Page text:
Many People Have Herpes, But Could It Really be 93%?
Herpes is a unique disease. Unlike other conditions that cause chronic or predictable symptoms, herpes is often an invisible disease.
The symptoms of herpes are only evident during an active outbreak. As soon as the virus wears itself out and returns to a dormant state, the symptoms disappear. Many people with herpes never suffer an outbreak, which means they remain asymptomatic their entire lives.
This begs the question: how many people have herpes in the U.S.? Believe it or not, the majority of Americans carry some form of this virus!
What Is Herpes?
Herpes is a family of more than 100 known viruses, but only a handful can infect humans. Some you may not realize are related to herpes, including the virus that causes chickenpox and shingles.
The two most common and well-known herpes viruses are oral herpes and genital herpes.
Oral Herpes (HSV-1)
The herpes simplex virus type 1 (HSV1) spreads through direct contact with the skin and causes cold sores to develop on the face. Once HSV-1 enters your system, this virus spreads easily to trigger cold sores around the lips and mouth. It is highly contagious, especially when oozing blisters are present.
HSV-1 remains dormant in the nerve cells in your skin after your initial outbreak. It may lie inactive for weeks, months, or even years. It’s hard to predict exactly when and how the next outbreak will be triggered in the future, but these external factors are the most common causes of cold sores:
- -Hormonal changes
- -Another viral infection
- -Injury to the skin
- -Unusual exposure to sunlight and wind
Genital Herpes (HSV-2)
The herpes simplex virus type 2 (HSV 2), most commonly known as genital herpes, is a sexually transmitted infection without a known cure. The most common sign of genital herpes is the development of blisters around the genital area. Herpes simplex blisters are often itchy and painful.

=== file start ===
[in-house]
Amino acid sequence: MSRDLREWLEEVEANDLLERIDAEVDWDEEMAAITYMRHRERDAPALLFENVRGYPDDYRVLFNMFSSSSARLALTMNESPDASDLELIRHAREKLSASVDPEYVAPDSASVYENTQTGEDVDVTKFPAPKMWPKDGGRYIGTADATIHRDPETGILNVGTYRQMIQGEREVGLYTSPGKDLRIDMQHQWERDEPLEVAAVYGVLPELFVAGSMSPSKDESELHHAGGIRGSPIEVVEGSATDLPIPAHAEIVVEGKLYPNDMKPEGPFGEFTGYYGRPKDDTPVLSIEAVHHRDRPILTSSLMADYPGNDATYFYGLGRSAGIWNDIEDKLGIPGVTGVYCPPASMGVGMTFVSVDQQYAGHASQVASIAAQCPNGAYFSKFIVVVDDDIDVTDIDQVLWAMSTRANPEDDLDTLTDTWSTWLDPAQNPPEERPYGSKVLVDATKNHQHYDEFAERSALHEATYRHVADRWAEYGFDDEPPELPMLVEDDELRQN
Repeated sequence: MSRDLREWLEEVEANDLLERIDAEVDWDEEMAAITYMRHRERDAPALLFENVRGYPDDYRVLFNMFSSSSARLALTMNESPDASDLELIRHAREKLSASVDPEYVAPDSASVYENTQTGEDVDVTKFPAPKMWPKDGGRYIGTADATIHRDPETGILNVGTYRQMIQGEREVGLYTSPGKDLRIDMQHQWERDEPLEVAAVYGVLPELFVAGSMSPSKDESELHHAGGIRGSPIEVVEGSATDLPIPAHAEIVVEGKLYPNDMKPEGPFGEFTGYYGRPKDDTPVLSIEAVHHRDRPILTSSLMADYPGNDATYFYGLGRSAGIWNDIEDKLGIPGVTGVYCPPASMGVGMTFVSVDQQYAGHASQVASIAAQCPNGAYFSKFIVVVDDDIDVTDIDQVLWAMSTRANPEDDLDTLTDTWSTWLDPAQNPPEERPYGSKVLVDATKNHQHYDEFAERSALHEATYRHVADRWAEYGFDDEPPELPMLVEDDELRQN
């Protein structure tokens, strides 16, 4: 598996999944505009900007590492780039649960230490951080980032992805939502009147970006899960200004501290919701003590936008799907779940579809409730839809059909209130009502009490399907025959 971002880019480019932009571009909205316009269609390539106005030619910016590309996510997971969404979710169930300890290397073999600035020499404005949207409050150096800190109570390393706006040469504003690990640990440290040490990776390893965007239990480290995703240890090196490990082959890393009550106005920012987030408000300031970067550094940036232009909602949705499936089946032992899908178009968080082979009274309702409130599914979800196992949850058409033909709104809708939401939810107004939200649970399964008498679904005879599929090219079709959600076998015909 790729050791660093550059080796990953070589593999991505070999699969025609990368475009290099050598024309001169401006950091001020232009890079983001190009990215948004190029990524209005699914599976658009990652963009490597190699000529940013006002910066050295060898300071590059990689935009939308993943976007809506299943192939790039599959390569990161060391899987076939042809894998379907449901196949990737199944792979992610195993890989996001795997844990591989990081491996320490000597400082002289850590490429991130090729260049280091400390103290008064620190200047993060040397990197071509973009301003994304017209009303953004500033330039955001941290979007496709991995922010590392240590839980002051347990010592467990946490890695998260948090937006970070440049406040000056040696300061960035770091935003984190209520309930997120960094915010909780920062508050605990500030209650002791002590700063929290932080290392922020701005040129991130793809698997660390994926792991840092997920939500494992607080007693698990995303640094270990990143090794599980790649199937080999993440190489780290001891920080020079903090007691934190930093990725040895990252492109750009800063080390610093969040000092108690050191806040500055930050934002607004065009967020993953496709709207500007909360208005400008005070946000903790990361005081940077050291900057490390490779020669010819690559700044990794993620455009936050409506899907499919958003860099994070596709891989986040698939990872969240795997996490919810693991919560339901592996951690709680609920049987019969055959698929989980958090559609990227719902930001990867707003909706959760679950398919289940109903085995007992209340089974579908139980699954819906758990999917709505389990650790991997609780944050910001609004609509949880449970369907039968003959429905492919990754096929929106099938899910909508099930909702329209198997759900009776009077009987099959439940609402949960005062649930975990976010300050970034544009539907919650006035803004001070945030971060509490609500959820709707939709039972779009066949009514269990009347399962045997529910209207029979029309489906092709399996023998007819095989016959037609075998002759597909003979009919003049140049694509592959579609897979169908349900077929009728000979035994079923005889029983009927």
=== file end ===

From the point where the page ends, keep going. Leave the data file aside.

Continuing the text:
Other symptoms may accompany the blisters to indicate early warning signs of a person’s first genital herpes outbreak:
- -Difficult or painful urination
- -Swollen glands in the pelvic area
- -Fever and chills
- -A tingly sensation in the affected areas
Most people experience their first outbreak two to twelve days after initial exposure to the virus. After the blisters break, it may take up to four weeks for herpes ulcers to heal.
Following the first outbreak, recurring outbreaks are common but don’t last nearly as long. Sores tend to heal within three to seven days in recurring outbreaks, and the number of outbreak periods may even decrease over time.
Other Types of Herpes
Other types of herpes can infect humans in different ways. The varicella-zoster herpes virus, for example, causes chickenpox and the shingles. Vaccines are available to prevent this form of the virus altogether.
Epstein-Barr virus (EBV), also known as human herpesvirus 4, can cause infectious mononucleosis and other illnesses.
Is There a Link Between HSV1 and HSV2?
Cold sores and genital herpes are both members of the Herpesviridae family of DNA viruses, so they share many of the same characteristics and symptoms, including recurring infections and painful sores. However, each condition is caused by a different strain of the herpes simplex virus (HSV).
In most cases, there’s no link between HSV1 and HSV2. The HSV2 strain is a sexually transmitted disease, while HSV1 is not.
However, it’s worth noting that the categorization of HSV1 as oral herpes and HSV2 as genital herpes is not as clear-cut as once believed. Research now shows that up to 42% of genital herpes in females is actually caused by HSV-1, not HSV-2.
So, How Many People Have Herpes?
The percentage of people with herpes varies based on location, age, and demographics. Overall, oral herpes is far more prevalent than genital herpes.
Oral Herpes (HSV1)
According to the World Health Organisation (WHO), an estimated two-thirds of the population under 50 are infected with HSV1 globally. That equals more than 3.7 billion people or 67% of the world’s population. For Americans, HSV1 infection impacts nearly 50% of all people ages 14 to 49.
In some smaller research studies, the percentage of people with herpes was found to exceed 80 or 90%! For example, a randomized study of otherwise healthy Americans above the age of 60 reported an 84% prevalence of HSV1.
Genital Herpes (HSV2)
Genital herpes is most commonly caused by HSV2. According to the WHO, 417 million people worldwide aged 15-49 have an HSV2 infection.